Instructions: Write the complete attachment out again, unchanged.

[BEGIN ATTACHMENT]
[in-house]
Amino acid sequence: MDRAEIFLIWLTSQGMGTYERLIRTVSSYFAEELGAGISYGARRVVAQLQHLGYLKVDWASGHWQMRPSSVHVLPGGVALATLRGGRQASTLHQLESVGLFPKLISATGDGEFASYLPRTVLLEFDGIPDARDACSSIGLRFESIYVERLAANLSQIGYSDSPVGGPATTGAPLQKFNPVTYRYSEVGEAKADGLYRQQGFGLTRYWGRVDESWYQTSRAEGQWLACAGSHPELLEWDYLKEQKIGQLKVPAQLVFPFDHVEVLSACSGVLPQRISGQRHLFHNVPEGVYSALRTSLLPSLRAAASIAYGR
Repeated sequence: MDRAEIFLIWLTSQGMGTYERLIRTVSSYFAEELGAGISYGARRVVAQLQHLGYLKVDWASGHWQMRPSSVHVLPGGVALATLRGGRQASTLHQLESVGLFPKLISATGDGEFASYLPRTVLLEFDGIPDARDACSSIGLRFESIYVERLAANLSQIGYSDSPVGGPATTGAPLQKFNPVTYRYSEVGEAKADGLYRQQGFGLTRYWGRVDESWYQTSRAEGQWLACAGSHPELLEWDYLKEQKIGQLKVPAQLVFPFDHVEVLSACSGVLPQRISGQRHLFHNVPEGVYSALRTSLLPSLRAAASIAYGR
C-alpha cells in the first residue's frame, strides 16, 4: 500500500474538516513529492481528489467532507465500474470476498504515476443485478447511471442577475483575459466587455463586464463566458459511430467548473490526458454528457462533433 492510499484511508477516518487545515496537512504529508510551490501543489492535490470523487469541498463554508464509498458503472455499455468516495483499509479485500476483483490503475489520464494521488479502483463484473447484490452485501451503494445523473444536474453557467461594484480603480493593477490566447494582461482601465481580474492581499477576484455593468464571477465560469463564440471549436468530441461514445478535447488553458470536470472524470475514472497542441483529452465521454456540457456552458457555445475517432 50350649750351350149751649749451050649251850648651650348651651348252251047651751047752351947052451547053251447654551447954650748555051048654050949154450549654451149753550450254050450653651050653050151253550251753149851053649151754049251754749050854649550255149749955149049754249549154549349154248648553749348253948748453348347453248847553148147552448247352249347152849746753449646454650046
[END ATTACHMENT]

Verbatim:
[in-house]
Amino acid sequence: MDRAEIFLIWLTSQGMGTYERLIRTVSSYFAEELGAGISYGARRVVAQLQHLGYLKVDWASGHWQMRPSSVHVLPGGVALATLRGGRQASTLHQLESVGLFPKLISATGDGEFASYLPRTVLLEFDGIPDARDACSSIGLRFESIYVERLAANLSQIGYSDSPVGGPATTGAPLQKFNPVTYRYSEVGEAKADGLYRQQGFGLTRYWGRVDESWYQTSRAEGQWLACAGSHPELLEWDYLKEQKIGQLKVPAQLVFPFDHVEVLSACSGVLPQRISGQRHLFHNVPEGVYSALRTSLLPSLRAAASIAYGR
Repeated sequence: MDRAEIFLIWLTSQGMGTYERLIRTVSSYFAEELGAGISYGARRVVAQLQHLGYLKVDWASGHWQMRPSSVHVLPGGVALATLRGGRQASTLHQLESVGLFPKLISATGDGEFASYLPRTVLLEFDGIPDARDACSSIGLRFESIYVERLAANLSQIGYSDSPVGGPATTGAPLQKFNPVTYRYSEVGEAKADGLYRQQGFGLTRYWGRVDESWYQTSRAEGQWLACAGSHPELLEWDYLKEQKIGQLKVPAQLVFPFDHVEVLSACSGVLPQRISGQRHLFHNVPEGVYSALRTSLLPSLRAAASIAYGR
C-alpha cells in the first residue's frame, strides 16, 4: 500500500474538516513529492481528489467532507465500474470476498504515476443485478447511471442577475483575459466587455463586464463566458459511430467548473490526458454528457462533433 492510499484511508477516518487545515496537512504529508510551490501543489492535490470523487469541498463554508464509498458503472455499455468516495483499509479485500476483483490503475489520464494521488479502483463484473447484490452485501451503494445523473444536474453557467461594484480603480493593477490566447494582461482601465481580474492581499477576484455593468464571477465560469463564440471549436468530441461514445478535447488553458470536470472524470475514472497542441483529452465521454456540457456552458457555445475517432 50350649750351350149751649749451050649251850648651650348651651348252251047651751047752351947052451547053251447654551447954650748555051048654050949154450549654451149753550450254050450653651050653050151253550251753149851053649151754049251754749050854649550255149749955149049754249549154549349154248648553749348253948748453348347453248847553148147552448247352249347152849746753449646454650046